My email address is [email protected]

Blessings to you, Melissa, as you listen to the Lord and His call on your life.


Thanks for all the quick replies and great advice!  Bev, I actually just purchased your book and paged through it this morning :)  Do you think it is more geared to mothers?  (we have a few men in this group as well)  I have also checked out all the websites.  There sure is a lot if information out there!  My family is doing well.  It still is a bit of an adjustment with work but it's getting easier.  I would love to chat more but I hear Savanah waking up from her nap and she does not sound too happy :)  Have a wonderful day today.  Melissa

Mark Stephenson on September 27, 2011

In reply to by anonymous_stub (not verified)

Melissa, Besides the one Bev refers to, I can think of three support groups for parents right off hand. I'll send your message to the leaders of each group and hope that one or more will also respond as well.

Hi Melissa,

We have had two meetings so far of our support group, "Always a Parent". At present, the disabled children have Aspergers Autism, Bipolar, Learning Disorders, Down Syndrome, and PDD-NOS. We are intending on opening up the group to the community at large, now that we've worked out some bugs.

For study material, we're using Bev's material, as that matches our needs. We think we could adapt it IF any fathers came to our group.

We're meeting once a month in our church office. It is less intimidating than meeting in a church (for the unchurched).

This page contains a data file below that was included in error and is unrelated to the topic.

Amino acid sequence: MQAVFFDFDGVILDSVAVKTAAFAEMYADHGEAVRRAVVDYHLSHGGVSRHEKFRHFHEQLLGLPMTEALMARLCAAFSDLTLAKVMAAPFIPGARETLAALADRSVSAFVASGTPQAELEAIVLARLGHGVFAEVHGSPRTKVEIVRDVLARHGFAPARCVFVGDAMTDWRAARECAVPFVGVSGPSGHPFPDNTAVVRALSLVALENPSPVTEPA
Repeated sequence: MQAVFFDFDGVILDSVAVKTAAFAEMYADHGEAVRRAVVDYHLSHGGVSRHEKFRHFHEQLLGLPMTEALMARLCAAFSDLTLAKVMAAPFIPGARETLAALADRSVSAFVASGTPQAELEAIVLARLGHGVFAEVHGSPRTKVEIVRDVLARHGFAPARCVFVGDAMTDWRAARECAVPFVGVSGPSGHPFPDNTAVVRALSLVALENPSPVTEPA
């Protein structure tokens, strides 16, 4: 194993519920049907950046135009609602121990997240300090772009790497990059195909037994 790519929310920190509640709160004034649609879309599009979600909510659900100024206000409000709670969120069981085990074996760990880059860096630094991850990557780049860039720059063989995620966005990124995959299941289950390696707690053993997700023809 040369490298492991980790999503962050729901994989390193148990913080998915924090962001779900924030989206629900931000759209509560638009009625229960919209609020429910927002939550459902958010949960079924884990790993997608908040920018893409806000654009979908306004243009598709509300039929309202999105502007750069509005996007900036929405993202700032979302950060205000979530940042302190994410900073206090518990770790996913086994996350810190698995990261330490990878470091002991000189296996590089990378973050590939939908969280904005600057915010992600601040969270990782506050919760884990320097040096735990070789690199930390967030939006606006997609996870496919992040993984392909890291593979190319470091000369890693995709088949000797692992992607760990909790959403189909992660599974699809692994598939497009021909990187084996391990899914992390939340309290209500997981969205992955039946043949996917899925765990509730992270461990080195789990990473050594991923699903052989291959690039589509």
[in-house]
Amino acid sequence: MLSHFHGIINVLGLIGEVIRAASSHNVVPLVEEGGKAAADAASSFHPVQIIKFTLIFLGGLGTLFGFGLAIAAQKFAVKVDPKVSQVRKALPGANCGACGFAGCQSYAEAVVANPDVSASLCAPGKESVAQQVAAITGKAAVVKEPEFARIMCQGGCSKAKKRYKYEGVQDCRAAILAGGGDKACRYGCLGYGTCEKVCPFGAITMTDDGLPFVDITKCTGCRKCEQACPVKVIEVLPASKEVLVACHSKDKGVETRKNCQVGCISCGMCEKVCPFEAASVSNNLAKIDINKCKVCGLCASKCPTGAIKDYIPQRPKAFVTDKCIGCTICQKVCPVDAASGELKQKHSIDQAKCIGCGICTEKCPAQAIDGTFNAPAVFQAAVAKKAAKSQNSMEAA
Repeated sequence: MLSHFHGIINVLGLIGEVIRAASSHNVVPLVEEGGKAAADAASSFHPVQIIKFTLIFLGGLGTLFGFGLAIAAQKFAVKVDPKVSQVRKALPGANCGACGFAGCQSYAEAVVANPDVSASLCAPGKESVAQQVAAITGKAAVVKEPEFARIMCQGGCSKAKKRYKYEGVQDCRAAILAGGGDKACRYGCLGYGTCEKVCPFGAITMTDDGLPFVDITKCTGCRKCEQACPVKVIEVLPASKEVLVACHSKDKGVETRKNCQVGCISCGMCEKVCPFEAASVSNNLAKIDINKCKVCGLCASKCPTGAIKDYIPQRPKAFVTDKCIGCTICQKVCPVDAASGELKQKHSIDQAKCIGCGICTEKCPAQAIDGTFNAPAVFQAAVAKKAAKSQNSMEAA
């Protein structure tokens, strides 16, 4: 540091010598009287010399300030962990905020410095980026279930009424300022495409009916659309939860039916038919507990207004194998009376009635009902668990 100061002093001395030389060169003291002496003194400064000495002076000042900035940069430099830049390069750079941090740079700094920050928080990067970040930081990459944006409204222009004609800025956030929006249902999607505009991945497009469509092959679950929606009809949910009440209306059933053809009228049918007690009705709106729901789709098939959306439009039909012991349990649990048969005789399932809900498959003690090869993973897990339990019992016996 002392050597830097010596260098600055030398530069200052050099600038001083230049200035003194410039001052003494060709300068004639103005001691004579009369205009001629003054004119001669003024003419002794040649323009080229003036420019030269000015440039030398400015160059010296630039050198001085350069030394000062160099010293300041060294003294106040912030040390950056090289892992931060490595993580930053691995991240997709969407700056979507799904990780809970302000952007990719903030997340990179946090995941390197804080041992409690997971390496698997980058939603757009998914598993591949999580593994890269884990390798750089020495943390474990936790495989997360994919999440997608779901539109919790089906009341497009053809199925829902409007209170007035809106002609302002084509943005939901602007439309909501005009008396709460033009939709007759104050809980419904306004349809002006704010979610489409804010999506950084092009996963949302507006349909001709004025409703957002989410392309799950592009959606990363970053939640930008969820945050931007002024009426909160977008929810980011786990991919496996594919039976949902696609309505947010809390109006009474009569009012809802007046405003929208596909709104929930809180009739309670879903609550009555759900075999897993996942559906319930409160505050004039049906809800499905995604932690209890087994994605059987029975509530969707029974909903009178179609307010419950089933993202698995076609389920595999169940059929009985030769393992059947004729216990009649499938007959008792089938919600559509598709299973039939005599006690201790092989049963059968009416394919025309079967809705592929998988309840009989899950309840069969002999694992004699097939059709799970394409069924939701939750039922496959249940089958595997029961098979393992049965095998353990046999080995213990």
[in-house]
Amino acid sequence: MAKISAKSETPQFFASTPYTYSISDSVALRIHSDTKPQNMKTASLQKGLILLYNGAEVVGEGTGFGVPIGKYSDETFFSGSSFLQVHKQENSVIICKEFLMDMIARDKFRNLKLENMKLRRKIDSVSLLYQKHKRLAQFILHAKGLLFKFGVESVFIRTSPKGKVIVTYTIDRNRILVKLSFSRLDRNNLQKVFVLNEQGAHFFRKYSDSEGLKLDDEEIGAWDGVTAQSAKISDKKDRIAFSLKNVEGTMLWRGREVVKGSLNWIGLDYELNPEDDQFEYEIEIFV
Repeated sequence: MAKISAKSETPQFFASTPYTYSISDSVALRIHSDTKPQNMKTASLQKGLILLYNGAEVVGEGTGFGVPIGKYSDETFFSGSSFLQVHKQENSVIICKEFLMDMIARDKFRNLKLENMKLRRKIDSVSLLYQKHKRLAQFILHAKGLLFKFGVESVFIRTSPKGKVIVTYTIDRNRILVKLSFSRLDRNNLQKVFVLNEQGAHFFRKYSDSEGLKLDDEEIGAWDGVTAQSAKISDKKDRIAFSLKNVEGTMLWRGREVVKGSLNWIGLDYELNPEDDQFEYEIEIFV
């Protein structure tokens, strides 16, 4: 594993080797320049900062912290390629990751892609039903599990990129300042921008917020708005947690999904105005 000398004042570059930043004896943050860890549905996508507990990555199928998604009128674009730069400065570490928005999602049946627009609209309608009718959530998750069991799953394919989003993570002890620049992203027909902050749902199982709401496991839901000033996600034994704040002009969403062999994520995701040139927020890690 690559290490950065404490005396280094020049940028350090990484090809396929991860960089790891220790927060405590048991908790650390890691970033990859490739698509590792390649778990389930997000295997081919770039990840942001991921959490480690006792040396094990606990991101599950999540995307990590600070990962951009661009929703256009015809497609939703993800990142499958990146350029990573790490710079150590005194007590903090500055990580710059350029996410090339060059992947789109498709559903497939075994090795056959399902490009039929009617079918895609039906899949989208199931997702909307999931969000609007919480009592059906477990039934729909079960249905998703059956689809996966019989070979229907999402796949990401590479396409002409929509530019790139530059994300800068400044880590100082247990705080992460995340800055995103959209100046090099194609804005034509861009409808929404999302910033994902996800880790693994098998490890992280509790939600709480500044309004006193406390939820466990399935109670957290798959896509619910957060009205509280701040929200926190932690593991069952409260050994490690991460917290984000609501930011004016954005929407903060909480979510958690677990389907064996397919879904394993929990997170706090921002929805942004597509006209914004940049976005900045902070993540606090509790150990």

Mark had some links to other material in the most recent Breaking Barriers.

Are you overwhelmed yet? :-)


I appreciated the last issue of BB, as I told Mark already.

This is in response to the postings, which also gives me a chance to tell Paulina that my "Always A Parent" group at Holland Christian Homes (the one whose name she took over, wonderful!), is alive and well.

We met last Friday evening and 18 people showed up this time, including  three or four for the first time. There appears to be a real need to continue to do this, we are into our fourth year already and I think we'll hold to the pattern of two meetings in the fall and two in the winter/spring. Not too many so we do not get meetinged out, so to speak. There are several support groups here already, for Parkinsons, the visually impaired as well as for Alzheimers. AAP is a large umbrella, it includes several parents with offspring dealing with Downs, two parents involved with myotonic dystrophy, several with schizophrenia issues , a number who deal with developmental disorders, bipolar, etc. It is a group of folk who, in a sense "have been there", one in the group has a son in his mid fifties already. In a way they are tired after all this time, but, again, they are ALWAYS a parent, still involved in various ways.

Our spring meeting featured the Temple Grandin movie, last week we just met over coffee and I asked everyone to tell a 'good' story covering the last summer and raise an issue if they wanted to. Only one (new) person passed. There is a real sense of being there for one another, if only to experience a special bond, even just when happening to pass each other somewhere in a store.

Late November we'll probably see "The Rainman", one in the group has a copy of it.

I hope to check some of the resources referred to. There is a dearth of time to read everything and there is work to be done.  Phil Reinders' recent piece was good!